How to Keep Your Office Costs On Budget

by 30 May 2012

It doesn’t seem to matter where you are in life; whether it’s at home with your children, out with your friends or at work juggling three things at once. There is always a budget.

Office costs are probably the least of your worries; after all, there is normally someone higher up having to be concerned about those things. But what if that someone is you? How can you keep your office on a budget but avoid the risky strategy of cutting too many corners.

Your first option, which is a last resort for any company are for redundancies. Whilst job losses do provide a cut in expenditure, it drastically lowers morale for your other employees. This should only really be an option if the company is in dire circumstances, and can perhaps be avoided altogether by reducing hours across the workforce. This reduces salaries for everyone, but does at least retain all members of staff.

Asking for volunteers for this is always a good place to start, some people could be grateful for the cut in their hours or at least see it as a way of keeping their position. On the same note, voluntary redundancies offering a good severance package is a better option before forced redundancy.

Another little known/considered option is something called furloughing. This is a practice where you as an employer require employees to take unpaid time from work. These hours can be set or it can be scheduled much like a holiday. At this time, your business could change or reduce your business hours or even shut down completely. If you are to stay open but at reduced times, make sure they are heavy footfall or traffic times where possible. Asking employees to take furloughs at different times allow you to operate at various times and continue running your company.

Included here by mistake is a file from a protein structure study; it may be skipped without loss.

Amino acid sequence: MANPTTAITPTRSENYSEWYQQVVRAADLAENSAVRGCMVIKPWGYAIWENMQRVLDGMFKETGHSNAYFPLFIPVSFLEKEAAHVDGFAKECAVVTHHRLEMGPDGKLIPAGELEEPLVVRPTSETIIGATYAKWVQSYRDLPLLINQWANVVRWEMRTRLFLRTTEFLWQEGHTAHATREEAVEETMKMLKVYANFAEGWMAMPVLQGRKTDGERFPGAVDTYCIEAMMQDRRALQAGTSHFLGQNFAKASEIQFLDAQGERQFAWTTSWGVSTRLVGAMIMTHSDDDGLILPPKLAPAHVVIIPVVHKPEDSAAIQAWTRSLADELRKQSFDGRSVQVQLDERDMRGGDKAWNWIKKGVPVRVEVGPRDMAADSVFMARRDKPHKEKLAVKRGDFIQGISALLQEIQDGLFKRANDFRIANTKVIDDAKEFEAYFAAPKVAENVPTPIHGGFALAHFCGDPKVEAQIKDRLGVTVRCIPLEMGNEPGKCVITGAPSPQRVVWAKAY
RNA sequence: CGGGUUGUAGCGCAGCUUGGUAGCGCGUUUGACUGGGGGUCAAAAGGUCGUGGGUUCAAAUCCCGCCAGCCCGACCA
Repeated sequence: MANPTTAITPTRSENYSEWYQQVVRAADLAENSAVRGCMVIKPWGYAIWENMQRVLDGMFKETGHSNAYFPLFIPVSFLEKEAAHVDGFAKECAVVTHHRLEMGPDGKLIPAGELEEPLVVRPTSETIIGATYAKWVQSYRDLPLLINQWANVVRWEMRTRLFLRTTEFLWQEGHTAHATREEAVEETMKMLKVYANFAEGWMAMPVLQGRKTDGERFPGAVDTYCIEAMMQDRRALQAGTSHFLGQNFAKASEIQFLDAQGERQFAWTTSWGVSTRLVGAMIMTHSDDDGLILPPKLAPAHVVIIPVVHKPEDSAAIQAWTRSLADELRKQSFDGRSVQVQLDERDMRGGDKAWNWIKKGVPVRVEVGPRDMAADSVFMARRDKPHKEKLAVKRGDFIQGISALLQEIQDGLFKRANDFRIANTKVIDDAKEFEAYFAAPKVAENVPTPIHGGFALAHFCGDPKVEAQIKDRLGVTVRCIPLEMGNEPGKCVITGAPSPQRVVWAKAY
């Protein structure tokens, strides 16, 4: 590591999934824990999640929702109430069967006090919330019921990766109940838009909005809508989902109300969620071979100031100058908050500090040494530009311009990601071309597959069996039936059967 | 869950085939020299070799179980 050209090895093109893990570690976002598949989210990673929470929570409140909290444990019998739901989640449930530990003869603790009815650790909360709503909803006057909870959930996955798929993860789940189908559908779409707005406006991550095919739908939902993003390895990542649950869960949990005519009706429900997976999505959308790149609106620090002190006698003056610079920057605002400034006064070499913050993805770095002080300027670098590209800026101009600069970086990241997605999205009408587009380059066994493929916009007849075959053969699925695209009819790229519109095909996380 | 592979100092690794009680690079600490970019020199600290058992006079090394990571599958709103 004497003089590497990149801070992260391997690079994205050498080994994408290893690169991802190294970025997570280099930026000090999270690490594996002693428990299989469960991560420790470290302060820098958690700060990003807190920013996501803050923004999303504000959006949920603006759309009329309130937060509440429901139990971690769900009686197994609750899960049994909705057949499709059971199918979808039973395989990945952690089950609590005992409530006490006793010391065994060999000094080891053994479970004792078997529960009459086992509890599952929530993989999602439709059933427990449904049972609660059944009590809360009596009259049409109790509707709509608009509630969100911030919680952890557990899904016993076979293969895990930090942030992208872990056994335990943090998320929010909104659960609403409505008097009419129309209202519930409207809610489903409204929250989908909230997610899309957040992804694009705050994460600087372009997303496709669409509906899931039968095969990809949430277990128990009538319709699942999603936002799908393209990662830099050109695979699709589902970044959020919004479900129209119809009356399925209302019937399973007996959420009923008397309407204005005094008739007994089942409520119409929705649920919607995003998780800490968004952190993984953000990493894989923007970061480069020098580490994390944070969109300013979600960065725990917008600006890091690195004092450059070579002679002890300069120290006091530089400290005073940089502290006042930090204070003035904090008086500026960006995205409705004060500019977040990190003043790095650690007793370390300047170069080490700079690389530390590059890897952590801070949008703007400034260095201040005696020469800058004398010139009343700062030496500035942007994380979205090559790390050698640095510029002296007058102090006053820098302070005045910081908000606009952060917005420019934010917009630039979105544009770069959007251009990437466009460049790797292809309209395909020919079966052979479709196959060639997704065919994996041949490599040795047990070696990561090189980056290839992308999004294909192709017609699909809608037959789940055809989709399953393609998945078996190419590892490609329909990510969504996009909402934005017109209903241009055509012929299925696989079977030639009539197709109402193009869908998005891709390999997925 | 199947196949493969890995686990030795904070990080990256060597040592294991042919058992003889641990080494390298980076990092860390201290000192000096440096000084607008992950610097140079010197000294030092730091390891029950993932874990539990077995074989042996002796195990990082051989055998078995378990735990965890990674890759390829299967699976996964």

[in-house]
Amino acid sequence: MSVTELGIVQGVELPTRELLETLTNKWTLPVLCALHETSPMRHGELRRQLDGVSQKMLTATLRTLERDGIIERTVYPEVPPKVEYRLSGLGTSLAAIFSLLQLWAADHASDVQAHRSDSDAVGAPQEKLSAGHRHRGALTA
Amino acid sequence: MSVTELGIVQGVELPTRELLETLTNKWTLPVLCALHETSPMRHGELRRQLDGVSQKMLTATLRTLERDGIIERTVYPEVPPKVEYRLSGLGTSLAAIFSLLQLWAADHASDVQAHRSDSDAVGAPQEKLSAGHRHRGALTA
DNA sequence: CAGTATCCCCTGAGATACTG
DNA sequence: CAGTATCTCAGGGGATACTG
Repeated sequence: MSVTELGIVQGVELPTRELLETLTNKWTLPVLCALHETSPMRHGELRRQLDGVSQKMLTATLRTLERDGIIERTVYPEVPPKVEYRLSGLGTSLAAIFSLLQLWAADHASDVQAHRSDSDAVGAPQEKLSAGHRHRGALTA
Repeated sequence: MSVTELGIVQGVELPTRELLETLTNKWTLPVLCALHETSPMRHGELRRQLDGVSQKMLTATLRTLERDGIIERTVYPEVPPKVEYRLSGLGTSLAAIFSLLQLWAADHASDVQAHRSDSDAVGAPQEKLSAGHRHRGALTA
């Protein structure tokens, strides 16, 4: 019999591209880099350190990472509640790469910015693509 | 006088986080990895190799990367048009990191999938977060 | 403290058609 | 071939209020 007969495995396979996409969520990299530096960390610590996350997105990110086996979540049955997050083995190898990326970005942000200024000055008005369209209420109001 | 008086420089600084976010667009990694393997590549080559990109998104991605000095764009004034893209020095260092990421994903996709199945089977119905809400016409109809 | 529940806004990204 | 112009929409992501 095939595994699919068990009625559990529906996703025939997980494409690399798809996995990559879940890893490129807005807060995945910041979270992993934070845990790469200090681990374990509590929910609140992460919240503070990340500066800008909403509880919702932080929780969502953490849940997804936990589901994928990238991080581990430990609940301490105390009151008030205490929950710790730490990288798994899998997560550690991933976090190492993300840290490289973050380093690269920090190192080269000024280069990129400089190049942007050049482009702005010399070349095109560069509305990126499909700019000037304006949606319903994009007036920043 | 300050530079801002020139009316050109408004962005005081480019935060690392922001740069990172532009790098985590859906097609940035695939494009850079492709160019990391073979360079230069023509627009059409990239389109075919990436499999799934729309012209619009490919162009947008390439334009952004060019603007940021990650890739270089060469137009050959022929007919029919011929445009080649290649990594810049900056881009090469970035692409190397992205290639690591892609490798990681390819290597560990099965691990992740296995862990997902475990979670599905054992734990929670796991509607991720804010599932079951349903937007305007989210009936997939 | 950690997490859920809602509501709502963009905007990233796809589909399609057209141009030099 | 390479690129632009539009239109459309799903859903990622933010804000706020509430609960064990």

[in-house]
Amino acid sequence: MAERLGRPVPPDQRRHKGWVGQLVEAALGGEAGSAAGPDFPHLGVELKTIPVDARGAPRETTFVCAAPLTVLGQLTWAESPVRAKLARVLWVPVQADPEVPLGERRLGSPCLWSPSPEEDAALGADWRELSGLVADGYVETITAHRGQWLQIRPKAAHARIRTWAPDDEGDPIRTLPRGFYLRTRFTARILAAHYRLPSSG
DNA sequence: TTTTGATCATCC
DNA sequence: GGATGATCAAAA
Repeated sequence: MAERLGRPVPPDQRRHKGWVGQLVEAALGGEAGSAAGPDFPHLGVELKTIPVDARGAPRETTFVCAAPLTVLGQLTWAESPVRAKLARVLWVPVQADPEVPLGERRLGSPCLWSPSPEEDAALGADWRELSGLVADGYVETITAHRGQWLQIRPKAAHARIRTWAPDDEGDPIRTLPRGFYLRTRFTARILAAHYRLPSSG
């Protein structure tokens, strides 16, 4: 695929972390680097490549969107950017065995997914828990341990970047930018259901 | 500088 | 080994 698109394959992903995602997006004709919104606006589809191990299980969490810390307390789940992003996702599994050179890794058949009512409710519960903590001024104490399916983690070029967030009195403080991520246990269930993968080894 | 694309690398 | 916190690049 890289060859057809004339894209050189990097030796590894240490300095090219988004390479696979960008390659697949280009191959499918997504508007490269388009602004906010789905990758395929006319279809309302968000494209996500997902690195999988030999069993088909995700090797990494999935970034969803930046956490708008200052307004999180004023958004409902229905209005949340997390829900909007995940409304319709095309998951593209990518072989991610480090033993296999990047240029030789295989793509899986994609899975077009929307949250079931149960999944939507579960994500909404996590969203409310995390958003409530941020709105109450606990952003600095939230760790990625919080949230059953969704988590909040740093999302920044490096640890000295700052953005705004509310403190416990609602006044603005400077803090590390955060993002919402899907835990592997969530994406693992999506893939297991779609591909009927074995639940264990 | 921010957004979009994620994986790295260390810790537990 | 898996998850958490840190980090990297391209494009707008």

Other steps you can take to avoid staff cuts:

  • Electricity – This might seem obvious, but I think you would be surprised at how many companies leave an array of computers on overnight. Whether it be down to an employee forgetting to switch theirs off at the end of the day, or a manager who is convinced their computer needs to be left on over the weekend to ‘update’. Cut these occurrences down, leave responsibility for these actions down to an appropriate manager or team leader.
  • Advertising – There are plenty of resources to use which are free. Pushing or marketing your company is important, you can post videos of your company or employees (with consent where necessary) on YouTube for example. Don’t forget your online presence – Social network sites aren’t just for personal profiles. Use them to your advantage, make a name for yourself for free
  • Working from home – It isn’t always possible to allow employees to work from home. But the idea of telecommuting isn’t just for your employees if they don’t want to make the journey to work. A program for working from home for a certain division of your company for example, could allow you to consider a smaller office space. This frees up some cash flow and cuts down on permanent rental fees, electricity and permanent office equipment. Office rental is often one of the highest costs and is linked to a lot of a companies’ other monthly bills.

Make sure you review your expenditure constantly:

  • Cancel unnecessary subscriptions – The internet is free for this purpose. Utilise it.
  • Reduce training and travelling expenses where appropriate – Your senior manager does not require a higher travel budget to a junior employee in times of financial concern. On top of this, make sure only critical meetings are attended
  • Stationary – Re-use as much as possible, encourage better filing systems and do not order unnecessarily
  • Recruitment freeze – Only take on members of staff that are imperative for the growth of your company whilst in financial crisis
  • Outsourcing – Only continue to outsource certain practices if it remains more cost efficient than keeping it in house. On the same note, if it’s cheaper to outsource a task then action it as soon as possible.

There are a wide variety of different options for struggling businesses, but starting simple and implementing just a few of these points can make a difference. Trade smart; trade on a profitable budget

This post is by Endre Rex-Kiss, a real estate enthusiast and occasional guest blogger.  Endre is currently representing Yses, a great service for finding offices for rent. You can follow his occasional rants at Twitter.




Is TILA-RESPA a good or bad thing long term?